CONCOR® 5 and CONCOR® 10 film-coated tablets
(and dosage form):
CONCOR® 5 and CONCOR® 10 film-coated tablets
Each tablet contains 5 mg or 10 mg bisoprolol fumarate (2:1).
Bisoprolol is (±)-1-[[alpha-(2-isopropoxyethoxy)-p-tolyl]oxy]-3-(isopropylamino)-2-propanol fumarate (2:1).
A 5.2 Adrenolytics (sympathicolytics).
Bisoprolol is a highly beta1-selective beta-adrenoceptor antagonist with low beta2-receptor affinity. It has no intrinsic sympathomimetic activity nor membrane-stabilising properties. It reduces blood pressure, and by blockade of the cardiac beta1-receptors, it reduces cardiac action, and hence myocardial oxygen demand.
The mechanism of action of beta1-adrenergic blocking agents in hypertension is not clear, but it is known that bisoprolol reduces the heart rate and depresses plasma renin levels.
Bisoprolol is rapidly absorbed after oral administration in man and excreted predominantly via the urine as unaltered substance and metabolites. In man 50% of a dose is metabolised in the liver while the other 50% is eliminated unchanged via the kidneys. None of the metabolites found in man has beta1-receptor blocking action.
In man, the plasma elimination half-life is 10-12 hours, resulting in a duration of action of 24 hours. Because of its moderate hepatic metabolism, it is subject only to a very small hepatic first pass metabolism. Therefore, bisoprolol displays a high bioavailability of 90% after an oral dose.
Concor* is indicated in the management of mild to moderate hypertension and angina pectoris.
Hypersensitivity to bisoprolol.
Particular caution should be exercised with patients suffering from the following: Asthma, bronchitis, chronic respiratory diseases (See Special Precautions), second and third degree heart block, bradycardia less than 50 beats per minute, peripheral vascular disease and Raynaud’s phenomenon.
Uncontrolled cardiac failure excluding that due to hypertrophic obstructive cardiomyopathy.
Not to be used during pregnancy or lactation.
The normal dose should be reduced in elderly patients, or in patients suffering from renal dysfunction.
Patients with metabolic acidosis and sinus bradycardia.
Safety and efficacy in children have not been established.
If bisoprolol is to be withdrawn prior to surgery, at least 48 hours should be allowed to elapse between the last dose and anaesthesia. If bisoprolol treatment is to be continued during surgery, care should be taken when using anaesthetic agents such as ether, cyclopropane and trichloroethylene. Vagal dominance, if it occurs, may be corrected with atropine (1-2 mg i.v.).
In the perioperative period it is generally unwise to reduce the dosage to which the patient is accustomed, as there may be danger of aggravation of angina pectoris or of hypertension.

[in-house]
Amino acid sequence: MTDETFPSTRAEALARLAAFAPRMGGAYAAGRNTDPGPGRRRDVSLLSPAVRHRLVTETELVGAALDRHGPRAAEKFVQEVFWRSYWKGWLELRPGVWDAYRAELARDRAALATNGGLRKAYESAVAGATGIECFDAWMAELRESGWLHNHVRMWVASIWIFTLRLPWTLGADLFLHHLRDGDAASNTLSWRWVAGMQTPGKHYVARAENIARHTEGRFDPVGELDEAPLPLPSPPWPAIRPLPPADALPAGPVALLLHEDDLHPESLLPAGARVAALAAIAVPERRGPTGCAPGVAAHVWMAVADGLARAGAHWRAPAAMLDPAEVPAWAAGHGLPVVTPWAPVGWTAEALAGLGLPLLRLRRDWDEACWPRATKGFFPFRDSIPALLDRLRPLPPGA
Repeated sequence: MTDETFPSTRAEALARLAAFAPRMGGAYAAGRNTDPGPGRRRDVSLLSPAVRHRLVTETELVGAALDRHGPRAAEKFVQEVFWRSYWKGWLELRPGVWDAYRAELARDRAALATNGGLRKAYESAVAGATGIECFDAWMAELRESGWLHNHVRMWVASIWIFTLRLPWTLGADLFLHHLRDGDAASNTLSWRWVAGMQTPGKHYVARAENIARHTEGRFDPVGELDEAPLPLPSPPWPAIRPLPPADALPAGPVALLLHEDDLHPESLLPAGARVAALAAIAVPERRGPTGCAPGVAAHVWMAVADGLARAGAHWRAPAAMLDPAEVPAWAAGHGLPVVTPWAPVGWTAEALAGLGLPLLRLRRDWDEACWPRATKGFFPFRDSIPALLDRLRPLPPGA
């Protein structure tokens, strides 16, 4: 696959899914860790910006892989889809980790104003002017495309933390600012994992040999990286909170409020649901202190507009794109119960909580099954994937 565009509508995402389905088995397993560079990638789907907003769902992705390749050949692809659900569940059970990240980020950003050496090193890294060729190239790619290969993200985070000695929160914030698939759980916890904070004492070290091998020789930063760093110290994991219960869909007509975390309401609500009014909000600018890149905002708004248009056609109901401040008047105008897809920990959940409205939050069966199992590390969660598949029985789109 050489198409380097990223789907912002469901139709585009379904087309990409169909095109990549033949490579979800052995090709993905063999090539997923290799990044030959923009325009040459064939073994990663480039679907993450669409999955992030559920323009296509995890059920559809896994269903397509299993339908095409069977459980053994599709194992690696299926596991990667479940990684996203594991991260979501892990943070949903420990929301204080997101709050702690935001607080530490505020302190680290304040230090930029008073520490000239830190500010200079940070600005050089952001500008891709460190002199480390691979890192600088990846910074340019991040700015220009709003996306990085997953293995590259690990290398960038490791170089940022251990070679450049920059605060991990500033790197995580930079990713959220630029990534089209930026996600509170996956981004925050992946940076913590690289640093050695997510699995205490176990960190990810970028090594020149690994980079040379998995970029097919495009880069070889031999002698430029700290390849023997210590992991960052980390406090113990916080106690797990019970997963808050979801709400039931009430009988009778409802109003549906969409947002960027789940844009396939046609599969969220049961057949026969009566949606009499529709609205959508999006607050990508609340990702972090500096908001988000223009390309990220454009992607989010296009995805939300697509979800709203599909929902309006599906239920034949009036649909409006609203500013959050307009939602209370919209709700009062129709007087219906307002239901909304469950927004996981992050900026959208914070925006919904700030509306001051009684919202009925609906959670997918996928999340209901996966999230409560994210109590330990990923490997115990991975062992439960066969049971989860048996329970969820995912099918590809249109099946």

A patient’s normal tachycardiac response to hypovolaemia or blood loss may be obscured during or after surgery. Particular caution should be taken in this regard.
In patients suffering from ischaemic heart disease, treatment should not be discontinued abruptly.
Caution should be taken in prescribing bisoprolol with Class 1 antidysrhythmic agents such as disopyramide, myocardial depressants, and inhibitors of AV conduction such as calcium antagonists.
Use with caution in combination with verapamil in patients with impaired ventricular function. This combination should not be given to patients with conduction abnormalities. Neither drug should be administered intravenously within 48 hours of discontinuing the other.
The intravenous administration of calcium antagonists and antiarrhythmic agents is not recommended during bisoprolol therapy.
Caution should be exercised when transferring a patient from clonidine. The withdrawal of clonidine may result in the release of large amounts of catecholamines, which may give rise to a hypertensive crisis. If beta-blockers are administered in these circumstances, the unopposed alpha receptor stimulation may potentiate this effect. If a beta-blocker and clonidine are given concurrently, the clonidine should not be discontinued until several days after the withdrawal of the beta-blocker, as severe rebound hypertension may occur.
Bisoprolol modifies the tachycardia of hypoglycaemia. The dosage of bisoprolol should be adjusted in cases of severe renal function impairment.
Pregnancy: Administration to pregnant mothers shortly before giving birth or during labour result in the newborn infant being born hypotonic, collapsed or hypoglycaemic.